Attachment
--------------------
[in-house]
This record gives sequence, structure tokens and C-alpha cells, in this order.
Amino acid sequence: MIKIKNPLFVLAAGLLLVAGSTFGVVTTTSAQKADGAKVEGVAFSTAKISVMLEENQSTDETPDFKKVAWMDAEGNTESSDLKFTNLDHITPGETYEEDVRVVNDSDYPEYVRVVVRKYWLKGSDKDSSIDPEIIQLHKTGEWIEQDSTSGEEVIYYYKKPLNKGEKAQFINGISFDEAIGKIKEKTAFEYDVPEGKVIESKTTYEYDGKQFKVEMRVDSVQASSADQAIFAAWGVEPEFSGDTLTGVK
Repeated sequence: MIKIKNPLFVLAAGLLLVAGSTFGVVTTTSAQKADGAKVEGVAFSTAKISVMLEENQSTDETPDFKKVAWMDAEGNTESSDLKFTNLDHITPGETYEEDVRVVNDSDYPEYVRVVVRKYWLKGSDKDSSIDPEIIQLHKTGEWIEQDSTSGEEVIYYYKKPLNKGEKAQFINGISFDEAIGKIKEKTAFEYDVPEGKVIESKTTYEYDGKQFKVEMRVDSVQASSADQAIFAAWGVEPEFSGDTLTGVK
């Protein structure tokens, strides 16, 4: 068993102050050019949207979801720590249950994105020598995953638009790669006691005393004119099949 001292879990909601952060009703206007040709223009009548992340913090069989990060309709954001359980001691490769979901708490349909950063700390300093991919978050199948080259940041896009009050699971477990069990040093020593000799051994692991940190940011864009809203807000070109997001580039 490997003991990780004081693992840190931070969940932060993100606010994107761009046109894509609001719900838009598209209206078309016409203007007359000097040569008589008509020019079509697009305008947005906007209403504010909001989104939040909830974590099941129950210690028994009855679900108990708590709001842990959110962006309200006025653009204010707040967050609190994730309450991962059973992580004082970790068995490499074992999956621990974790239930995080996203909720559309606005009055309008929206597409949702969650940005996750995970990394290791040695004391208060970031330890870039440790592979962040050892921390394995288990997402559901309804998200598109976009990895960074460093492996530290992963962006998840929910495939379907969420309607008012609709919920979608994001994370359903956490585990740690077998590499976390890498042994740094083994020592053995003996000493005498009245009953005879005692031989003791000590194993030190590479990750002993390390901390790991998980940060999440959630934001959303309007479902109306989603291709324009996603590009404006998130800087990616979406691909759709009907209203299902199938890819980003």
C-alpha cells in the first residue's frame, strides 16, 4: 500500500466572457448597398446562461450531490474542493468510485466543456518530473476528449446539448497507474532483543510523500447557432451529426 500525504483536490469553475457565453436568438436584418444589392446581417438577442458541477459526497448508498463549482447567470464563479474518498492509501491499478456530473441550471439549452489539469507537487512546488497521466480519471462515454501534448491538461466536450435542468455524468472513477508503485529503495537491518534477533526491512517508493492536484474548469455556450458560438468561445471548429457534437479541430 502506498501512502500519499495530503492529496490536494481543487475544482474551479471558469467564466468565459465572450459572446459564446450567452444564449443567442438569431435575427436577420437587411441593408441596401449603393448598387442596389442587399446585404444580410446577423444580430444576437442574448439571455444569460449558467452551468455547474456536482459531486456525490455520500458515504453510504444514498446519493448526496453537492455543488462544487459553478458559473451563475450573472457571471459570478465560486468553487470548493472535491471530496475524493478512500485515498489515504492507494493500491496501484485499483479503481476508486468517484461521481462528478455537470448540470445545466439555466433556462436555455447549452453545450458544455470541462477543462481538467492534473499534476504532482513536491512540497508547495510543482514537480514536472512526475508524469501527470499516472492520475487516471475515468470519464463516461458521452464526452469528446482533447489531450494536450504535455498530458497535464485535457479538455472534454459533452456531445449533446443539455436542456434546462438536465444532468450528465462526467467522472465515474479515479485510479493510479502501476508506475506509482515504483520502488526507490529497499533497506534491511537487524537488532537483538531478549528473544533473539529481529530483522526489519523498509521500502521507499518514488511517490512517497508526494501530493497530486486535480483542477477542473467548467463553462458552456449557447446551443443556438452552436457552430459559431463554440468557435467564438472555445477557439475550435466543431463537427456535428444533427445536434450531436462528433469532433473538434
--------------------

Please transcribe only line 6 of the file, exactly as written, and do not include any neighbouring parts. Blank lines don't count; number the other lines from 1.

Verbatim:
C-alpha cells in the first residue's frame, strides 16, 4: 500500500466572457448597398446562461450531490474542493468510485466543456518530473476528449446539448497507474532483543510523500447557432451529426 500525504483536490469553475457565453436568438436584418444589392446581417438577442458541477459526497448508498463549482447567470464563479474518498492509501491499478456530473441550471439549452489539469507537487512546488497521466480519471462515454501534448491538461466536450435542468455524468472513477508503485529503495537491518534477533526491512517508493492536484474548469455556450458560438468561445471548429457534437479541430 502506498501512502500519499495530503492529496490536494481543487475544482474551479471558469467564466468565459465572450459572446459564446450567452444564449443567442438569431435575427436577420437587411441593408441596401449603393448598387442596389442587399446585404444580410446577423444580430444576437442574448439571455444569460449558467452551468455547474456536482459531486456525490455520500458515504453510504444514498446519493448526496453537492455543488462544487459553478458559473451563475450573472457571471459570478465560486468553487470548493472535491471530496475524493478512500485515498489515504492507494493500491496501484485499483479503481476508486468517484461521481462528478455537470448540470445545466439555466433556462436555455447549452453545450458544455470541462477543462481538467492534473499534476504532482513536491512540497508547495510543482514537480514536472512526475508524469501527470499516472492520475487516471475515468470519464463516461458521452464526452469528446482533447489531450494536450504535455498530458497535464485535457479538455472534454459533452456531445449533446443539455436542456434546462438536465444532468450528465462526467467522472465515474479515479485510479493510479502501476508506475506509482515504483520502488526507490529497499533497506534491511537487524537488532537483538531478549528473544533473539529481529530483522526489519523498509521500502521507499518514488511517490512517497508526494501530493497530486486535480483542477477542473467548467463553462458552456449557447446551443443556438452552436457552430459559431463554440468557435467564438472555445477557439475550435466543431463537427456535428444533427445536434450531436462528433469532433473538434